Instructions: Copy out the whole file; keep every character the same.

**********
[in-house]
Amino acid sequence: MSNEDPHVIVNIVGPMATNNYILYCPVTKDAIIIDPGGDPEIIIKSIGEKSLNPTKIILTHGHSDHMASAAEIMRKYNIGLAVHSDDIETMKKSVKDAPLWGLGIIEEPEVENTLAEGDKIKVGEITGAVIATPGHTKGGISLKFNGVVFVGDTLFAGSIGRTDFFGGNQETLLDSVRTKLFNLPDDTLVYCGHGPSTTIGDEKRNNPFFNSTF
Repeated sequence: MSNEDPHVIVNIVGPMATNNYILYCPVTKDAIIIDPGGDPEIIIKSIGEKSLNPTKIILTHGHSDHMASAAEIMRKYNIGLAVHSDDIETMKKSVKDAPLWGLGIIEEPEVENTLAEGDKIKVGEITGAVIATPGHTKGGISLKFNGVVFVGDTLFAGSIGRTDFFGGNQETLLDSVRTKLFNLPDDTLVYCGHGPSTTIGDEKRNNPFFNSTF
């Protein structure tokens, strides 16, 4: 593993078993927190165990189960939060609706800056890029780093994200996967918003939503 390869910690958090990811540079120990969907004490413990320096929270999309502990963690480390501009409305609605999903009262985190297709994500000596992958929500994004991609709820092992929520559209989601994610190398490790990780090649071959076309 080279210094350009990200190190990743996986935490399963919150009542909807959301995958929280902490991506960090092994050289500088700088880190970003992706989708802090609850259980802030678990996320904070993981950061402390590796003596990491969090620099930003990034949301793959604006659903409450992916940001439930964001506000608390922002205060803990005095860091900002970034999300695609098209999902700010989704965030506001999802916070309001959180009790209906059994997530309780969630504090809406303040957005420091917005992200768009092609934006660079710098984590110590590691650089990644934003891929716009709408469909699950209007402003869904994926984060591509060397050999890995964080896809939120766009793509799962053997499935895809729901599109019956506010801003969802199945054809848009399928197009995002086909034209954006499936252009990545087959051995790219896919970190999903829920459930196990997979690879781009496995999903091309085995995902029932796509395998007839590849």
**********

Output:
[in-house]
Amino acid sequence: MSNEDPHVIVNIVGPMATNNYILYCPVTKDAIIIDPGGDPEIIIKSIGEKSLNPTKIILTHGHSDHMASAAEIMRKYNIGLAVHSDDIETMKKSVKDAPLWGLGIIEEPEVENTLAEGDKIKVGEITGAVIATPGHTKGGISLKFNGVVFVGDTLFAGSIGRTDFFGGNQETLLDSVRTKLFNLPDDTLVYCGHGPSTTIGDEKRNNPFFNSTF
Repeated sequence: MSNEDPHVIVNIVGPMATNNYILYCPVTKDAIIIDPGGDPEIIIKSIGEKSLNPTKIILTHGHSDHMASAAEIMRKYNIGLAVHSDDIETMKKSVKDAPLWGLGIIEEPEVENTLAEGDKIKVGEITGAVIATPGHTKGGISLKFNGVVFVGDTLFAGSIGRTDFFGGNQETLLDSVRTKLFNLPDDTLVYCGHGPSTTIGDEKRNNPFFNSTF
């Protein structure tokens, strides 16, 4: 593993078993927190165990189960939060609706800056890029780093994200996967918003939503 390869910690958090990811540079120990969907004490413990320096929270999309502990963690480390501009409305609605999903009262985190297709994500000596992958929500994004991609709820092992929520559209989601994610190398490790990780090649071959076309 080279210094350009990200190190990743996986935490399963919150009542909807959301995958929280902490991506960090092994050289500088700088880190970003992706989708802090609850259980802030678990996320904070993981950061402390590796003596990491969090620099930003990034949301793959604006659903409450992916940001439930964001506000608390922002205060803990005095860091900002970034999300695609098209999902700010989704965030506001999802916070309001959180009790209906059994997530309780969630504090809406303040957005420091917005992200768009092609934006660079710098984590110590590691650089990644934003891929716009709408469909699950209007402003869904994926984060591509060397050999890995964080896809939120766009793509799962053997499935895809729901599109019956506010801003969802199945054809848009399928197009995002086909034209954006499936252009990545087959051995790219896919970190999903829920459930196990997979690879781009496995999903091309085995995902029932796509395998007839590849």